In a mix of sea, science, and artistic collaboration, AIMS staff celebrated the Institute’s 50 years by creating a large art installation using ghost nets. Ghost nets are discarded fishing gear that pose a danger to marine life as they drift on ocean currents or snag on coral reefs.
Staff in Townsville worked with artists from the Ghost Net Collective and Erub Arts from the Torres Strait to stitch and weave the fibres into sponges, corals, fish and other marine life to build art pieces that reflect AIMS science and ocean issues.
Staff in Perth and Darwin sewed their way into the artwork remotely by following instructions provided in kits. Community and schools also contributed through workshops in Darwin and across north Queensland.
“The natural synergy between art and science provides an ideal platform for bringing western science together with Traditional knowledge and perspectives – something which lies at the core of our Indigenous Partnerships program at AIMS,” she said.
The Ghost Net Collective founder Lynette Griffiths said the Collective was created to be able to educate and collaborate more widely with people cross-culturally and across the world.
“We needed to be able to link that science of the nets and the science of plastics with the science of the ocean. We were able to bring that together.”
The ghost nets used in this project were collected on a Cape York beach clean-up. The artists Lynette Griffiths, Marion Gaemers, Jimmy J Thaiday, Lavinia Ketchell and Diann Lui enjoyed a two-week residency at our headquarters in Townsville.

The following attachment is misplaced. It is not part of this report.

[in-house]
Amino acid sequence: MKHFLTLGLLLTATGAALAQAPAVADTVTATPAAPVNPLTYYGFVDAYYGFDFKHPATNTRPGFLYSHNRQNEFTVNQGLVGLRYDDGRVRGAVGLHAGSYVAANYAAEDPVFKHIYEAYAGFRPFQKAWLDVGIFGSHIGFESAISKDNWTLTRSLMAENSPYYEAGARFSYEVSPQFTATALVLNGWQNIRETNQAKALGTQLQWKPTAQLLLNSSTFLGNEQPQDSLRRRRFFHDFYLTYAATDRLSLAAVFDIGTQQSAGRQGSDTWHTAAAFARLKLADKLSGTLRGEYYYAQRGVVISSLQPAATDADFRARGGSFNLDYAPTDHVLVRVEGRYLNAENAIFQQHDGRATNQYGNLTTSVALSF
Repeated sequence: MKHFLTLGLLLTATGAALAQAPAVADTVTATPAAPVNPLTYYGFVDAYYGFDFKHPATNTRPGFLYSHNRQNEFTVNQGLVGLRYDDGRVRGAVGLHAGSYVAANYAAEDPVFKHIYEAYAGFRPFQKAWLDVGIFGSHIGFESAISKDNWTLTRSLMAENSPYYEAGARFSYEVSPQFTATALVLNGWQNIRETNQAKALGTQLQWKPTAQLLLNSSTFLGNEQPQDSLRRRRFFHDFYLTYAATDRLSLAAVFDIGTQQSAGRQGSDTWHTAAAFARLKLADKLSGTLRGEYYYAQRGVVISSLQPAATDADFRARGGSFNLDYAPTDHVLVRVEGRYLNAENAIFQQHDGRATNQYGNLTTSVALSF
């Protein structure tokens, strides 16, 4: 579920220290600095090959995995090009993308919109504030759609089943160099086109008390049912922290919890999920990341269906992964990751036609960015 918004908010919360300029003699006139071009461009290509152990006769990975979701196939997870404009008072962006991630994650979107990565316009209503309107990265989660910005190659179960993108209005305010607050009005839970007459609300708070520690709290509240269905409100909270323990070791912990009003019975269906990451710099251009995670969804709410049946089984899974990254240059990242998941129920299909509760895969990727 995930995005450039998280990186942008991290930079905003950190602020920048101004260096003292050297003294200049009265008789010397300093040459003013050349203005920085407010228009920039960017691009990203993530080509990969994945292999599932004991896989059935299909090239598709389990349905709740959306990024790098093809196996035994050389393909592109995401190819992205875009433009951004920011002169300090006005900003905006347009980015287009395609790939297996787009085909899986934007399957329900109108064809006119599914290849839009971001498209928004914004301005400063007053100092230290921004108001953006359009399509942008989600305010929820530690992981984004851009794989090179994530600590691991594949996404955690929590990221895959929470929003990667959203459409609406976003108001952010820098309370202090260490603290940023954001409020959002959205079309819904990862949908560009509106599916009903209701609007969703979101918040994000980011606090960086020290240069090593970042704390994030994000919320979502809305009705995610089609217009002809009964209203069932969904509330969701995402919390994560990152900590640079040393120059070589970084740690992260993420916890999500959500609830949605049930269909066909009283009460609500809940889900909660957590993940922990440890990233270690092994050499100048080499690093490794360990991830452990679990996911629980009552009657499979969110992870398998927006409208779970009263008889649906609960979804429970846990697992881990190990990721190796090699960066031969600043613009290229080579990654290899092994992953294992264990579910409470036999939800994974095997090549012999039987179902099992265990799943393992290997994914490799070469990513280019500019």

“The residency was a great insight into Indigenous career pathways,” said Erub Arts Manager, Diann Lui.
“During our time there, we were able to tour the National Sea Simulator where AIMS is conducting research into the effects of climate change on the reef.”
The largest of the art pieces was inspired by the giant triton shell – an animal currently investigated by AIMS scientists due to its ability to frighten and eat coral-eating crown-of-thorns starfish. For the artists, the spiral shell is about the spiral of life and the journey of life to death. The Collective team were “enamoured with the speed the triton can consume crown-of-thorns”, which consumes corals and devastates reef communities.
In parallel with the artwork, Sally Donald from the Ghost Net Collective collated an education package that aligns with the National Science and Art Curriculum and is for students from the first year of schooling through to year 10.
“As well as the art we’ve been able to create, we also contributed to an educational resource for the next generation of scientists. The resources are designed for teachers to deliver content leaning on resources that we have at AIMS,” said Libby.
The final art pieces were unveiled at the AIMS Marine Science Symposium in July and will be displayed for the remainder of this year at AIMS sites in Townsville, Darwin and Perth.
Feature Image: The triton shell weaved using ghost nets. An art installation created by the Ghost Net Collective, Erub Arts and AIMS. Image: Jo Hurford